Interactions via electrical coupling in axial and appendicular motor networks during metamorphosis in Xenopus laevis tadpoles
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The spinal locomotor networks in Xenopus laevis frog tadpoles undergo a remarkable transformation during metamorphosis to accommodate a switch from axial-based swimming to a limb-based kicking locomotor strategy. For a brief period during ontogeny, both the axial- and limb-based systems are present and functional, but reliant on different central pattern generators (CPGs) that are simultaneously active. However, the mechanisms controlling the functional coupling both within and between these locomotor networks are unknown. At metamorphosing larval stages (52-58), retrograde motoneuron (MN) backfilling from both axial (11th-12th post-otic segments) and hindlimb muscles with fluorescent rhodamine- and fluorescein-conjugated dextran dyes revealed two discrete MN populations (axial and appendicular) within the spinal cord. The co-labelling of both axial and appendicular cells provides evidence that the two MN pools in the lumbar enlargement are coupled. Electrophysiological data from animals at the same larval stages suggest that axial CPG excitability is modified as burst durations were increased by gap junction (GJ) blockers (18-β-glycyrrhetinic (18-β-GA) acid 100µM; CBNX 200µM), however, limb CPG burst parameters were not altered by GJ block. For spontaneous fictive locomotor bouts, the number of axial episodes initially increased, but then sharply decreased from control levels ~15-30 minutes after drug application. Coordinated and simultaneous axial and limb CPG output was observed with electrical stimulation to the optic tectum, an axial ventral root (VR), and a limb VR; GJ block did not affect the coordinated output from optic tectum stimulation, however, it decreased simultaneous output when the axial VR was stimulated. This novel finding that antidromic stimulation of an axial VR is sufficient to activate a different CPG for the limbs suggests there is synaptic coupling in the direction of axial to limb. These data suggest that axial CPG output is in part regulated by GJs. The anatomical data also suggest a connection exists between the axial and limb MN pools, and may be involved in the initial cycle-by-cycle coupling of the two CPG outputs. Thus the rhythm of the appendicular CPG is initially highly dependent on that of the axial CPG, which in turn is dependent on its own GJ connections within the spinal circuit. It appears that the immature limb MN pools in the lumbar spinal cord possess functional connections via electrical synapses to the axial locomotor system, which are presumably “pruned” as metamorphosis proceeds, and eventually lost completely by the adult stages when the limb network has become completely independent.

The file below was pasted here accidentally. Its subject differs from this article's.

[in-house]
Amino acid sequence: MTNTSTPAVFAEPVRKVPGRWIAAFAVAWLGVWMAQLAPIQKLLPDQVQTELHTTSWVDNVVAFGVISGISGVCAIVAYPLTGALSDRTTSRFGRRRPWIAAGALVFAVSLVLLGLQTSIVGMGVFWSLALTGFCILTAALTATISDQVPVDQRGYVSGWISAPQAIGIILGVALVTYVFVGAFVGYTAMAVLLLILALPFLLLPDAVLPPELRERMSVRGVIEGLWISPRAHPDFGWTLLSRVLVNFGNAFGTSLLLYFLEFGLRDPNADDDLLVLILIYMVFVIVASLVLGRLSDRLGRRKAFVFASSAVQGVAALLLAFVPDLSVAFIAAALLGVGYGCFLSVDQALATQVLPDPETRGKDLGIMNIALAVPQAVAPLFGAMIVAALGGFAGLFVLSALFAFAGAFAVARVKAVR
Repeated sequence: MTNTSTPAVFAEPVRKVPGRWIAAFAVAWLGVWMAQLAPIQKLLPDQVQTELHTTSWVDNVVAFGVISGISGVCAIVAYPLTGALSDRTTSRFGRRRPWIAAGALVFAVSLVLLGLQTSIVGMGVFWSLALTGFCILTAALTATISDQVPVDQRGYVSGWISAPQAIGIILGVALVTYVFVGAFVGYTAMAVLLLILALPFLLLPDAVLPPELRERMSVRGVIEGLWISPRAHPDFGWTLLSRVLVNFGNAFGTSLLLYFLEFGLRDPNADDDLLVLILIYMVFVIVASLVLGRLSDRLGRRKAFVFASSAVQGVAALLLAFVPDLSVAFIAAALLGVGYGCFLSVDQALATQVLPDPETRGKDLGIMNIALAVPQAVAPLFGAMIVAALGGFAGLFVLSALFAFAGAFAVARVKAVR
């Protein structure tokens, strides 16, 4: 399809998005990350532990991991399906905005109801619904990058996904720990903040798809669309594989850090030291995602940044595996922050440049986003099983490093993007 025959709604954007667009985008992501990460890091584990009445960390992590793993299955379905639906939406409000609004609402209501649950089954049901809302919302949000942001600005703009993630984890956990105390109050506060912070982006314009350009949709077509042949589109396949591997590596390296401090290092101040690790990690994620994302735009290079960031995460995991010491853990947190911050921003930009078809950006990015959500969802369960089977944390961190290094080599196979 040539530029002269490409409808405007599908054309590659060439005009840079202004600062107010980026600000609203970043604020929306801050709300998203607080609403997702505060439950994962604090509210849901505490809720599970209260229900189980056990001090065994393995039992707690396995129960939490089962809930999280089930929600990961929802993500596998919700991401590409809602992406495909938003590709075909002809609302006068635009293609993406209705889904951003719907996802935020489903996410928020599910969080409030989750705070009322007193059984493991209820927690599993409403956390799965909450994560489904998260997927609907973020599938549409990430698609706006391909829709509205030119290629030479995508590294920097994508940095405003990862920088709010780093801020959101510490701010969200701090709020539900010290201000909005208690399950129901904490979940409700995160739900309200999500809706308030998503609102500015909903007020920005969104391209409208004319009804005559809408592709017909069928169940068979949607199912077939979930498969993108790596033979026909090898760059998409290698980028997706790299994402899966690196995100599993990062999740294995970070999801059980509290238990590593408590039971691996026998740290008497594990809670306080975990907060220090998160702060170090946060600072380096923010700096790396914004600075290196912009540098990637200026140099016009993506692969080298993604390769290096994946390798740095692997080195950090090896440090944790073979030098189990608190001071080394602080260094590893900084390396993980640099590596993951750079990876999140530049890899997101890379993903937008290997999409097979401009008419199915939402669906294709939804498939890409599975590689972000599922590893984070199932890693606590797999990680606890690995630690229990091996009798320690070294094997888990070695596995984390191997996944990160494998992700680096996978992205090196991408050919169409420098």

Thesis, MPhil Master of Philosophy
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